oke, I will start with an excuse to jeremy keith, after outright stealing his lecture title for an somewhat lesser (quality) article, but I am trying… But his lecture gave me inspiration to give you a series of small tricks on how to use ‘advanced’ css selectors together with javascript snippets on how to make it work in IE..

First of, last child selectors.

Sometimes you have to put a special emphasis on something like say a last list item. With good css you would do something like this…

#foo li:last-child {
do: something;
}

but wait, I hear you say, IE doesn’t support last-child, so I can’t use it. No, but now javascript comes to the rescue!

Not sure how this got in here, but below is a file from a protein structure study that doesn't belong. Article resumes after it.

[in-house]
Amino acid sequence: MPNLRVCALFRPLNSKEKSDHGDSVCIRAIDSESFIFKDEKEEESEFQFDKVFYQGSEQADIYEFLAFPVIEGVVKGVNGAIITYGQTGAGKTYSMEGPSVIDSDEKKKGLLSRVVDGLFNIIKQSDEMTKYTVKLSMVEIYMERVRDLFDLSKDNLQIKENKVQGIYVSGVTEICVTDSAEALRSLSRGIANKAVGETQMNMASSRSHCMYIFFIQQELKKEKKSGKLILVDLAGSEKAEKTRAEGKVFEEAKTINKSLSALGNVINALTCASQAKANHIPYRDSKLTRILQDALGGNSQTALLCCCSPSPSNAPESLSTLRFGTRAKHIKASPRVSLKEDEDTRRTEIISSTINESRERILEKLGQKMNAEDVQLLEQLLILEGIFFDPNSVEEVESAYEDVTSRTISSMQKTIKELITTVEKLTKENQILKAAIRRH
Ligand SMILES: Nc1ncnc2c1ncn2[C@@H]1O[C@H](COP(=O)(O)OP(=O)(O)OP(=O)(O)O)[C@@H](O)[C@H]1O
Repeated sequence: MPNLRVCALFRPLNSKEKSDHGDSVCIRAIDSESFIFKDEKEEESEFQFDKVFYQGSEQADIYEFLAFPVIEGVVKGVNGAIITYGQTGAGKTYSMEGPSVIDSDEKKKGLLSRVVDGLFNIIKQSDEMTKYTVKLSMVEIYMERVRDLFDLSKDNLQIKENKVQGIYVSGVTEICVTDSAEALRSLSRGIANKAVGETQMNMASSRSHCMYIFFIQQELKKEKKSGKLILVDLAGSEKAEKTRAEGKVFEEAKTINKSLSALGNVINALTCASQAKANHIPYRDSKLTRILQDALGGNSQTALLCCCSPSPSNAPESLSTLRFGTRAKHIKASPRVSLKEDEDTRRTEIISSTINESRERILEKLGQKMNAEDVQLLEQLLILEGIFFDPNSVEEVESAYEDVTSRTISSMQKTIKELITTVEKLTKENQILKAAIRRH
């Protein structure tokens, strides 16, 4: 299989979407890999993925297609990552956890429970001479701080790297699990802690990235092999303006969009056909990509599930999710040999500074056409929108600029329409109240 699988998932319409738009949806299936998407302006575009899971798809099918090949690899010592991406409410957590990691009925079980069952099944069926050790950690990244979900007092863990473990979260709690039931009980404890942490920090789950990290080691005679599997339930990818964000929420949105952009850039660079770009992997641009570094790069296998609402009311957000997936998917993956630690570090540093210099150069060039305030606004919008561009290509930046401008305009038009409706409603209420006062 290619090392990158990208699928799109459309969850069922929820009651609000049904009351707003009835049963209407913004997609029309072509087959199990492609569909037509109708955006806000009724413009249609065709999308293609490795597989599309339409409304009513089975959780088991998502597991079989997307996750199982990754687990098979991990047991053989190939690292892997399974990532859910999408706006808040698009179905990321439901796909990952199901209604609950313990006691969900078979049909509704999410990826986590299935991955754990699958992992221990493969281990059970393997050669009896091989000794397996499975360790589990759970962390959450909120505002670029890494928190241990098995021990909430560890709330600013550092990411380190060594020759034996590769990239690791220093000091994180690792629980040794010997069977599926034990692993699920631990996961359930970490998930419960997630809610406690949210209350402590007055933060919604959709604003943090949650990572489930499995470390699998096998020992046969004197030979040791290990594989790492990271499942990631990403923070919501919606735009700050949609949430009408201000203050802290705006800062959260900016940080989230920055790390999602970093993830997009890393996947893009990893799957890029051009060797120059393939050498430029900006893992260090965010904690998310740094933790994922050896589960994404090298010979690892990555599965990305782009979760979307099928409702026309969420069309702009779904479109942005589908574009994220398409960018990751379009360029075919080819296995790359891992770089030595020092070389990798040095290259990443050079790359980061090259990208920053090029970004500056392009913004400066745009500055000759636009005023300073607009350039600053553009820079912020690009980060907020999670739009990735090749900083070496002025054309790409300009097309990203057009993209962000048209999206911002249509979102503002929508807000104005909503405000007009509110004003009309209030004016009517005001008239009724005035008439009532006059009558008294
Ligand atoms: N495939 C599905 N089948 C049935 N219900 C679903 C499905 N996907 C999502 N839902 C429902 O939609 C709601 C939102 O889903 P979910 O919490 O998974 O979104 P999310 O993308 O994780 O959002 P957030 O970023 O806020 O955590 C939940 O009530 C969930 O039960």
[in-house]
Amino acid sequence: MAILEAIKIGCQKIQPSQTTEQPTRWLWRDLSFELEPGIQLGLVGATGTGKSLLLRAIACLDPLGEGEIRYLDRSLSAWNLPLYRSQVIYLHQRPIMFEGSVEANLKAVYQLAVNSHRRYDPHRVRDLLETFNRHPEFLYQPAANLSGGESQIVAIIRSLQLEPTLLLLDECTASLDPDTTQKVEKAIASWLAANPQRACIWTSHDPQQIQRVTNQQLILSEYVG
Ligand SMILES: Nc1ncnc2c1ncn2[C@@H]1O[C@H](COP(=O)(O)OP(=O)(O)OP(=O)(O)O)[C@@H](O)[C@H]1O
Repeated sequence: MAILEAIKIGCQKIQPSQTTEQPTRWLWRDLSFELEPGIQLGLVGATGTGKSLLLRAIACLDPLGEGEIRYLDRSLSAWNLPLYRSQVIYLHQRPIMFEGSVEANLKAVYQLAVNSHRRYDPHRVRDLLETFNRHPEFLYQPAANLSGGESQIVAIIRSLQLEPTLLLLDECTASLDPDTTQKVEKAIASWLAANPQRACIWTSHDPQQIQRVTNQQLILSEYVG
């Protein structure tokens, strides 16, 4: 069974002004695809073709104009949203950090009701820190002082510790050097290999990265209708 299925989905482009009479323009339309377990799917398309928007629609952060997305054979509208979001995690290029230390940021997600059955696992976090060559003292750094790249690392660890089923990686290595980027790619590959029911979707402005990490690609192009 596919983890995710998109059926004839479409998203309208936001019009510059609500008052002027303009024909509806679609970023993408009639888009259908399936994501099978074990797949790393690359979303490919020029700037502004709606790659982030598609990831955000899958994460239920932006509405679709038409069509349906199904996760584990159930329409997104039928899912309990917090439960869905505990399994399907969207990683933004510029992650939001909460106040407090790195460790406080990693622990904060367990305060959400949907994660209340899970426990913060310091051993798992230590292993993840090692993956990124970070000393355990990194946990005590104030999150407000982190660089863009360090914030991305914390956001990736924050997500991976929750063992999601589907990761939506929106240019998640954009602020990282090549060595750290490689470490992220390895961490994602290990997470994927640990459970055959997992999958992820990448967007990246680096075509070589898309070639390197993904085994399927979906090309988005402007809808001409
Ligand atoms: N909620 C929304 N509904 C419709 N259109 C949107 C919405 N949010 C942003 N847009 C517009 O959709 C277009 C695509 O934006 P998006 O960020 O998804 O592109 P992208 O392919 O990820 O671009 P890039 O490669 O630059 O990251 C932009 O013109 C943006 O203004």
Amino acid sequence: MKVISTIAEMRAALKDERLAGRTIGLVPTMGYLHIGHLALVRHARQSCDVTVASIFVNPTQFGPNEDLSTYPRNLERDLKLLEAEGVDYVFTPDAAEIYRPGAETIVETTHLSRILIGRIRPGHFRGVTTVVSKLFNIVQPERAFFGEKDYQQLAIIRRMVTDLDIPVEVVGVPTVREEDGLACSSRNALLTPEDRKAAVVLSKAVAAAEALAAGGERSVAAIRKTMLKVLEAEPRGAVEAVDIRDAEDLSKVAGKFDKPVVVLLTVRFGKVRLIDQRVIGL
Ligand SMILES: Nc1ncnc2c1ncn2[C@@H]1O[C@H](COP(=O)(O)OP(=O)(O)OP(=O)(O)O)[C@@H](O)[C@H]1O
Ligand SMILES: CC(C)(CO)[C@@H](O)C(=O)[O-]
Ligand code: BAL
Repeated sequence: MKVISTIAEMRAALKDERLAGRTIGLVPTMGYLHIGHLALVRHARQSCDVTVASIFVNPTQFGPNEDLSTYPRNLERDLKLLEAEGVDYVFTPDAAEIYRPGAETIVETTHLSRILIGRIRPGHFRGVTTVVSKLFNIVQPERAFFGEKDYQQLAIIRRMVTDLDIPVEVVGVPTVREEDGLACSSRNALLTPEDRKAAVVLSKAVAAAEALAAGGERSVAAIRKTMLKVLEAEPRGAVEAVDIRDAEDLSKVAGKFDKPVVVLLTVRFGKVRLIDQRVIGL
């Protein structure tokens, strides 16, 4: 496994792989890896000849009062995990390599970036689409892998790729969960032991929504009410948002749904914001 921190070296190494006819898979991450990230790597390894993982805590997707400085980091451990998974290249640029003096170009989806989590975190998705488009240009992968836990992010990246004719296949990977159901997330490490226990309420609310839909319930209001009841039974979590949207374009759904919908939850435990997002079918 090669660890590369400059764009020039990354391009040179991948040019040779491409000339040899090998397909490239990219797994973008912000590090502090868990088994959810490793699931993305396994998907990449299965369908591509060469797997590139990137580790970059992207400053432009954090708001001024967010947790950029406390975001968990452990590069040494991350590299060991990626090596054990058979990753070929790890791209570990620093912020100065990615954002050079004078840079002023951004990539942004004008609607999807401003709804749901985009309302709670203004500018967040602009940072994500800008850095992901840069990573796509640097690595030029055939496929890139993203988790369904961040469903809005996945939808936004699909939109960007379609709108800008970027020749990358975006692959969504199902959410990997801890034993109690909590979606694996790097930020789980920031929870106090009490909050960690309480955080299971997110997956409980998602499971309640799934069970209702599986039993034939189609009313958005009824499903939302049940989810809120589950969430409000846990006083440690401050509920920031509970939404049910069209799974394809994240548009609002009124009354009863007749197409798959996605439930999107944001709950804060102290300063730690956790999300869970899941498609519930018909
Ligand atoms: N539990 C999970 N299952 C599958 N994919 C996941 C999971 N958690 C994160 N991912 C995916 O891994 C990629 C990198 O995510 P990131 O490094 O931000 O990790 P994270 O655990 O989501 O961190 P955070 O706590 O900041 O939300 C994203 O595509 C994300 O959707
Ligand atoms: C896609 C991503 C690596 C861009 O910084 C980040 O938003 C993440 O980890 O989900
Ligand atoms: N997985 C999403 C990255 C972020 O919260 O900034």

After hearing the great jeremy keith speak on javascript and how it is good for you, I decided to take on the dom my self. After all, I have been frustrated by the lack of standards support in IE for a long time now. Time to strike back.

so javascript to the rescue.

function lastListItem () {
var k = document.getElementById('foo');
if (k) {
var last = k.lastChild;
last.className += "InExLIlast";
}
}

all we have to do now is extend our style sheet with the ie className, which we have given a prefix to distinguise it from the normal (read correct) css classes. So our css becomes:

#foo li.InExLIlast,  #foo li:last-child {
do: something;
}

Update

Kevin, in response to your question, the function is called in the following way.

function include() {
lastListItem()
someOtherFunction()
}
window.attachEvent("onload", include);

There you go, one more trick up your sleeve.

If you have any comments, questions or something like that let me know.